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Bandsaw setup: Snodgrass vs. typical obsessions

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Forum topic by MarcRochkind posted 06-27-2014 at 04:12 PM 487 views 0 times favorited 9 replies Add to Favorites Watch
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MarcRochkind

11 posts in 71 days


06-27-2014 at 04:12 PM

Topic tags/keywords: bandsaw

Watching the excellent, well known video, “Band Saw Clinic with Alex Snodgrass” (https://www.youtube.com/watch?v=wGbZqWac0jU), several things stand out for me:

1. His rejection of the importance of getting the wheels co-planar.

2. His straightforward, almost casual approach to setting blade tension. (Similar to what Michael Fortune recommends in several older Fine Woodworking articles. Fortune strongly recommends a looser tension than is commonly recommended.)

3. His simple approach to setting the blade guides and thrust bearing. (Fortune goes even further, suggesting that the lower bearings be backed out, as the saws he’s used in Europe don’t even have lower guides.)

On the other hand, he does at one point emphasize that nobody knows the bandsaw better than the manufacturer, and my manufacturer, Grizzly, recommends a LOT of attention to #2 and #3, although they do seem to suggest worrying about #1 only if the blade won’t track.

I’m very tempted, as I guess most viewers of the video are, to go with Snodgrass. As I’m new to bandsaws, I’d be interested in how closely more experienced woodworkers do it the Snodgrass way. And, does anyone back off the lower guides, as Fortune does?


9 replies so far

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jonah

453 posts in 1936 days


#1 posted 06-27-2014 at 04:43 PM

I did pretty much exactly what Snodgrass did, and it worked wonders for my old 12” bandsaw. It now cuts straight.

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rrww

263 posts in 750 days


#2 posted 06-27-2014 at 05:09 PM

Try it out and see for yourself…

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jmartel

1942 posts in 787 days


#3 posted 06-27-2014 at 05:23 PM

Set it up per the video and you will be happy.

View JAAune's profile

JAAune

777 posts in 954 days


#4 posted 06-27-2014 at 05:37 PM

I’ve adopted the Michael Fortune method since it worked fine on my bandsaws once I set everything up and cost me nothing to do. I don’t know how different the Snodgrass method is except that he recommends centering the gullet whereas Michael recommends centering the blade on the upper wheel.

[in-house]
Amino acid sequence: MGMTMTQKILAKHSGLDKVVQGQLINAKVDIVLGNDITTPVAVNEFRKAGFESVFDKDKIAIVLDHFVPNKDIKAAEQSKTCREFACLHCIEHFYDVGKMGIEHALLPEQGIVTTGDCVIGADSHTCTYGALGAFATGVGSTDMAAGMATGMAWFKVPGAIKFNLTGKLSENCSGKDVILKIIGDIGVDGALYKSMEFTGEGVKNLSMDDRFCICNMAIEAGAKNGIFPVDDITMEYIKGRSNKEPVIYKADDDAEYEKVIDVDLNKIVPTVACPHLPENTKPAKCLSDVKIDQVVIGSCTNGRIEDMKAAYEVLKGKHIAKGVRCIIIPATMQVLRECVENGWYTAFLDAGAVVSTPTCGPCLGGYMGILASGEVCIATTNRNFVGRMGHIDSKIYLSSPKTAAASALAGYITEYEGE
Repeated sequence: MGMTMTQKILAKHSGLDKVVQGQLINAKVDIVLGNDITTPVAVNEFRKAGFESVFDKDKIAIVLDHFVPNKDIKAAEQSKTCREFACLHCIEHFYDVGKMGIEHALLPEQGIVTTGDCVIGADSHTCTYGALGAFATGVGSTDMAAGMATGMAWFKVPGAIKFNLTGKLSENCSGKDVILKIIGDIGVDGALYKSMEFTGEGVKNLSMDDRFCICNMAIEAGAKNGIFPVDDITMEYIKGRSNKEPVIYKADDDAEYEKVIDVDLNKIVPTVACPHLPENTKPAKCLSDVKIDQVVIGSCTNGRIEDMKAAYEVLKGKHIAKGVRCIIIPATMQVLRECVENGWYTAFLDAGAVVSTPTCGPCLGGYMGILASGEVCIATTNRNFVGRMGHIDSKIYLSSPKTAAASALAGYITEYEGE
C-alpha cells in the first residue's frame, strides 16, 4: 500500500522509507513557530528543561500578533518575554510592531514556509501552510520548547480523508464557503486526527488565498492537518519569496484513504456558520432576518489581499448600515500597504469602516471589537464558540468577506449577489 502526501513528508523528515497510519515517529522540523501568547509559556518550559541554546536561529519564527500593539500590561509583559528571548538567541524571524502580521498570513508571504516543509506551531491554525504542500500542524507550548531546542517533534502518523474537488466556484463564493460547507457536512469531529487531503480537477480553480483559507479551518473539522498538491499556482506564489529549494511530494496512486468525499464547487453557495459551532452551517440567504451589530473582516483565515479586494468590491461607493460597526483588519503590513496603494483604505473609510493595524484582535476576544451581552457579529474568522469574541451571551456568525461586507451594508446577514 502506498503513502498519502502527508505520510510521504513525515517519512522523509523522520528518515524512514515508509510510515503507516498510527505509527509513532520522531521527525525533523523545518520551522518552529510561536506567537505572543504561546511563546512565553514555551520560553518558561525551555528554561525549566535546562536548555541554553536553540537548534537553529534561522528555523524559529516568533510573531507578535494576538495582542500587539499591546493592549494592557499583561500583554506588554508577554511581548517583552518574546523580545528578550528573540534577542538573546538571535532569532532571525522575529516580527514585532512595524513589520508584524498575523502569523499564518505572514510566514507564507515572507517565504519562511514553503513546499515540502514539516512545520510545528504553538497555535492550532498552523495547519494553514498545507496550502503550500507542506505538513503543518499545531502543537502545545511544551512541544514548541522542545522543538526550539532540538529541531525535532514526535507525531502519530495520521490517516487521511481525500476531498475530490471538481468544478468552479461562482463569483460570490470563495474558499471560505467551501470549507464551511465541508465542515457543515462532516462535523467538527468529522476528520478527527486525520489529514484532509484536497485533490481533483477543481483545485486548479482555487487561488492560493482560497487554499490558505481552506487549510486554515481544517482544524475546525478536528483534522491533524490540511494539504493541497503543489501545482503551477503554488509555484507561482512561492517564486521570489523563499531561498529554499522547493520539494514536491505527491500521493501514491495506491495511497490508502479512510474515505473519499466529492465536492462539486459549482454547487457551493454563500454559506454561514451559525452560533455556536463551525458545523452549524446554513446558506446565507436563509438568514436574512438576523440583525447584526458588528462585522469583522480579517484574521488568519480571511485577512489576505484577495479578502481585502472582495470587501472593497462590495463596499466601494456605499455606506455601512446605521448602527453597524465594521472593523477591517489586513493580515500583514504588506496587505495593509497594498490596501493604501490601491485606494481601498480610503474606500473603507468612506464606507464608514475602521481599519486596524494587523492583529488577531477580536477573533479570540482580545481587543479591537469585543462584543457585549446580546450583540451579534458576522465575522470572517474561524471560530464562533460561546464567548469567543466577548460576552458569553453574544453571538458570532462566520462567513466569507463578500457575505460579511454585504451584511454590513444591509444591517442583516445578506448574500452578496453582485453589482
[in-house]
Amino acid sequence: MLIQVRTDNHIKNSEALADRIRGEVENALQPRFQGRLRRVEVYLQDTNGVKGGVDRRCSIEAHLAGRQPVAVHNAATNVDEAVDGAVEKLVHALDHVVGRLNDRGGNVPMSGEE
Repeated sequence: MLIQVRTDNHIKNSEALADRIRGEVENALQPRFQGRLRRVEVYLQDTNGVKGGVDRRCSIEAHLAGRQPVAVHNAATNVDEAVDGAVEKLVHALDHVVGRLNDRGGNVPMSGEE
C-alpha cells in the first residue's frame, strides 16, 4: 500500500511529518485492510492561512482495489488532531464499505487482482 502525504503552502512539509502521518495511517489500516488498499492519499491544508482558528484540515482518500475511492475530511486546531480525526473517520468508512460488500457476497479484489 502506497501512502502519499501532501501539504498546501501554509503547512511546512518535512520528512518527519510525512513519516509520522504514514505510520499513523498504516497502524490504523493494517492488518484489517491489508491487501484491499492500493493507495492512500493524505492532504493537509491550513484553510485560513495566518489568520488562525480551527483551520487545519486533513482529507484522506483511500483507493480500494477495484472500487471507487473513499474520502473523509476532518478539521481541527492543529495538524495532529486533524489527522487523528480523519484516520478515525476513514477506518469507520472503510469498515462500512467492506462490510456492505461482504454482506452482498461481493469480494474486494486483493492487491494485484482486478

-- See my work at http://remmertstudios.com and http://altaredesign.com

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Jorge G.

1526 posts in 1112 days


#5 posted 06-27-2014 at 05:42 PM

Yep, saw the video, did as he recommended and it worked wonders for me.

-- To surrender a dream leaves life as it is — and not as it could be.

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Earlextech

962 posts in 1328 days


#6 posted 06-27-2014 at 05:52 PM

Go Snodgrass! It works!

-- Sam Hamory - The project is never finished until its "finished"!

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MrRon

2809 posts in 1881 days


#7 posted 06-27-2014 at 07:12 PM

I have a Rigid 14” BS with riser and the Snodgrass method has worked wonders for me. I do keep the bottom guides in place. It would seem to me that without the lower guides, the blade would want to deflect away from you when pushing hard, especially when using narrow blades. Everything is working good now, so I will stay with the lower guides; no reason not to.

I don’t particularly believe the manufacturer knows the most about his BS. They may know machines and mechanics, but they are probably not woodworkers. I’m sure they set up their saws by the “conventional” means and leave it at that. As long as the blade stays on the wheels; good enough.

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Surfside

3085 posts in 811 days


#8 posted 06-30-2014 at 09:08 PM

His video is very helpful. He keeps it simple.

-- "someone has to be wounded for others to be saved, someone has to sacrifice for others to feel happiness, someone has to die so others could live"

View Robert Brown's profile

Robert Brown

122 posts in 1329 days


#9 posted 06-30-2014 at 09:55 PM

I have a hf bandsaw with a riser. My plan was to be able to resaw. For 5-7 years I could not. I bought a couple of bandsaw books and looked at videos on the net & info from woodworking forums. Almost all to no avail. Finally one of them forums pointed me toward Alex Snodgrass’s video. I followed his advice and voilà. I can resaw now – no drifting – up to 12 inches high and as thin as 1/16 of an inch.

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